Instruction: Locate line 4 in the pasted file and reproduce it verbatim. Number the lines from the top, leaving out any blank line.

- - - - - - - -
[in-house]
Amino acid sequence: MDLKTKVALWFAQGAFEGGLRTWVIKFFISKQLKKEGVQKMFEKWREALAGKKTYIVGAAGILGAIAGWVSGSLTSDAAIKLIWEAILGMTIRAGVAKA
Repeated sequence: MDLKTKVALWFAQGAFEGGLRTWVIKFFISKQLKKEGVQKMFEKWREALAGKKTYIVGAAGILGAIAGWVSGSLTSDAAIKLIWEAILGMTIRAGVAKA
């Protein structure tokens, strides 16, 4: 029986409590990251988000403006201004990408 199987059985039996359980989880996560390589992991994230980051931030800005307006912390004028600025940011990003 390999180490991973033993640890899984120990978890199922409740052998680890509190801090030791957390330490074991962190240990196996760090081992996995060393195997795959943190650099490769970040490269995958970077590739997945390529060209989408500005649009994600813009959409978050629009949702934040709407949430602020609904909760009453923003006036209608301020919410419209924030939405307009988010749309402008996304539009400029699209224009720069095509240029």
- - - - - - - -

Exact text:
């Protein structure tokens, strides 16, 4: 029986409590990251988000403006201004990408 199987059985039996359980989880996560390589992991994230980051931030800005307006912390004028600025940011990003 390999180490991973033993640890899984120990978890199922409740052998680890509190801090030791957390330490074991962190240990196996760090081992996995060393195997795959943190650099490769970040490269995958970077590739997945390529060209989408500005649009994600813009959409978050629009949702934040709407949430602020609904909760009453923003006036209608301020919410419209924030939405307009988010749309402008996304539009400029699209224009720069095509240029």